Some Excel spreadsheets end up looking polished and professional, while others look sloppy and unfinished. If you’re having trouble making your spreadsheets look their best, read on for some easy tips that will provide finishing touches for your data.
Clean up the column names – Make sure your column names describe the data in the field and are capitalized appropriately. Columns names like “first_name” or “cogs” are not as easy to read as “First Name” and “Cost of Goods Sold”.
Bold the headers – Column headers will be easier to read if they’re bold. This helps them catch the user’s eye and stand out from the data below.
Freeze the top row – Have you ever noticed that when you scroll through a spreadsheet, sometimes the column names disappear and you have to guess what the columns are? “Freezing” the top row of the spreadsheet will stop this from happening. Go to View à Freeze Panes à Freeze Top Row on the menu bar to make the first row visible even when a user scrolls through the spreadsheet.
Arrange columns logically – Make sure that your columns are in a logical order. For example, if you have name and address fields, put them next to each other and in the standard order. Don’t separate columns that belong together, like “quantity”, “unit price”, and “total price”. Keeping these together make them easier to read and use.
Sort your data – Sorting your data by one or more columns will help your spreadsheet look more professional and make it easier for users to understand. Date columns, amounts, and names are all common candidates for sorting.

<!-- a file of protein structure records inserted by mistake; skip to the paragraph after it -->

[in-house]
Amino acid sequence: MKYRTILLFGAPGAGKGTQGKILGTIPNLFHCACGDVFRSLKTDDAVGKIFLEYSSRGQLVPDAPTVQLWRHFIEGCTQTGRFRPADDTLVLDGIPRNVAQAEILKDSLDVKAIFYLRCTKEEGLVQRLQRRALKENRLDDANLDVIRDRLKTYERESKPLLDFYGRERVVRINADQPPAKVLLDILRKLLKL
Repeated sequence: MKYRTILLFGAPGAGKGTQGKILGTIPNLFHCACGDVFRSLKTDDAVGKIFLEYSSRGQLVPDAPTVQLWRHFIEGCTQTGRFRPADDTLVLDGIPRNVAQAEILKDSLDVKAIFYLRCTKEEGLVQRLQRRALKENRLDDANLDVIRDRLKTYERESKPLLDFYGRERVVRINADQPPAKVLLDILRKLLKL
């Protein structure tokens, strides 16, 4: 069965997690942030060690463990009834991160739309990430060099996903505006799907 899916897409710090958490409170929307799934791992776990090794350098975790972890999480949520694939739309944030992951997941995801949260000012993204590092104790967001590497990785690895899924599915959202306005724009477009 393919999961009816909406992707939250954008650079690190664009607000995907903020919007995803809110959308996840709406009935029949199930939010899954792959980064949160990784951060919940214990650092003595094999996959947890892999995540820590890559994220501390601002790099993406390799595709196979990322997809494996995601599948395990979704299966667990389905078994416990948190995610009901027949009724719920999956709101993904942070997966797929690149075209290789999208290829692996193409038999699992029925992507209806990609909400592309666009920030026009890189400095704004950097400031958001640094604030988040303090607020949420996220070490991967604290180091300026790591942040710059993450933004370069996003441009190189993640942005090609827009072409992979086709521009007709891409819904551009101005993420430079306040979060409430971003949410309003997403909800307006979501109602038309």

Format data – Use Excel’s cell formatting features to display your data in the correct formats. For example, fields with monetary data should have a currency format and date fields should be use a date format that is familiar to your users.
Use a table style – Depending on the data in your spreadsheet, using one of Excel’s predefined table styles may improve the readability and attractiveness of your information. Choose a style from the “Format as Table” dropdown on the Home tab to experiment with this formatting. You can undo the formatting if you find that it makes your spreadsheet harder to read.
Rename worksheets – Naming your worksheets will give your spreadsheet a more polished feel than keeping the default names that Excel assigns on creation:
To rename a worksheet, simply double click the name of it (“Sheet1” in the example above). The worksheet name will be highlighted black and you can replace it with a name related to your data.
Delete unused worksheets – After renaming the worksheets that you’re using, delete any unused worksheets to make your spreadsheet look a little neater. To delete worksheets, simply right click on the name of the worksheet you don’t need and choose “Delete”. Excel will ask you to confirm your choice before the worksheet is permanently deleted.
If you follow the steps above, you can turn a plain, amateurish spreadsheet into a polish finished product in just a few minutes.